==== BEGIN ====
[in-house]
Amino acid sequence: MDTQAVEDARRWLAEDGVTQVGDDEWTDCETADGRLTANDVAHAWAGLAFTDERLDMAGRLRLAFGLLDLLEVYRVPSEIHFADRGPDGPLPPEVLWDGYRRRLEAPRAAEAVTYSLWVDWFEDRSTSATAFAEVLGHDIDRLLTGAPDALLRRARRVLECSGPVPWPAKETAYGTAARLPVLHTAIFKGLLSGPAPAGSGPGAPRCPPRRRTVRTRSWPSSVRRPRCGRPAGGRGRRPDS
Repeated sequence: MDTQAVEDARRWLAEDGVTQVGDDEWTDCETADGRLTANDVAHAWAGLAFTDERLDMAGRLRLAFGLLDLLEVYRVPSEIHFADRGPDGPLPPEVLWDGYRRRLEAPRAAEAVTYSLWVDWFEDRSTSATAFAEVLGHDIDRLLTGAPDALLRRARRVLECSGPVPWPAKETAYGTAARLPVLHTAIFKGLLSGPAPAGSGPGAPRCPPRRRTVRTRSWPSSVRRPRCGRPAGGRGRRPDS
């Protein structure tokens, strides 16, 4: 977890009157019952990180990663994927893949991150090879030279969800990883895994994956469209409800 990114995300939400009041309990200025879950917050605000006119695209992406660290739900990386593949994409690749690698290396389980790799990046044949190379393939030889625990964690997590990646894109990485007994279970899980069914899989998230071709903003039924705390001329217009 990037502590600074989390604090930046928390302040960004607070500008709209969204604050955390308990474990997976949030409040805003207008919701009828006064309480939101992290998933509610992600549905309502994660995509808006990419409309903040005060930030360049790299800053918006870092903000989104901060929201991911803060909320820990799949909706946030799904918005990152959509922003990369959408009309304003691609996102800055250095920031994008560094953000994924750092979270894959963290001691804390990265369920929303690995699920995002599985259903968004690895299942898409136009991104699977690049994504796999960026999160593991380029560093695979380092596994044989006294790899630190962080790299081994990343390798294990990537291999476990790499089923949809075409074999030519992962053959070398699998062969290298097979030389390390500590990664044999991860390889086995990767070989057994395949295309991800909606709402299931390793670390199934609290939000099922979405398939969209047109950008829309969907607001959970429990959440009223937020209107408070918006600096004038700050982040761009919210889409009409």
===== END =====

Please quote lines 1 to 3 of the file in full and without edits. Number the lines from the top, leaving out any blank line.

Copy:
[in-house]
Amino acid sequence: MDTQAVEDARRWLAEDGVTQVGDDEWTDCETADGRLTANDVAHAWAGLAFTDERLDMAGRLRLAFGLLDLLEVYRVPSEIHFADRGPDGPLPPEVLWDGYRRRLEAPRAAEAVTYSLWVDWFEDRSTSATAFAEVLGHDIDRLLTGAPDALLRRARRVLECSGPVPWPAKETAYGTAARLPVLHTAIFKGLLSGPAPAGSGPGAPRCPPRRRTVRTRSWPSSVRRPRCGRPAGGRGRRPDS
Repeated sequence: MDTQAVEDARRWLAEDGVTQVGDDEWTDCETADGRLTANDVAHAWAGLAFTDERLDMAGRLRLAFGLLDLLEVYRVPSEIHFADRGPDGPLPPEVLWDGYRRRLEAPRAAEAVTYSLWVDWFEDRSTSATAFAEVLGHDIDRLLTGAPDALLRRARRVLECSGPVPWPAKETAYGTAARLPVLHTAIFKGLLSGPAPAGSGPGAPRCPPRRRTVRTRSWPSSVRRPRCGRPAGGRGRRPDS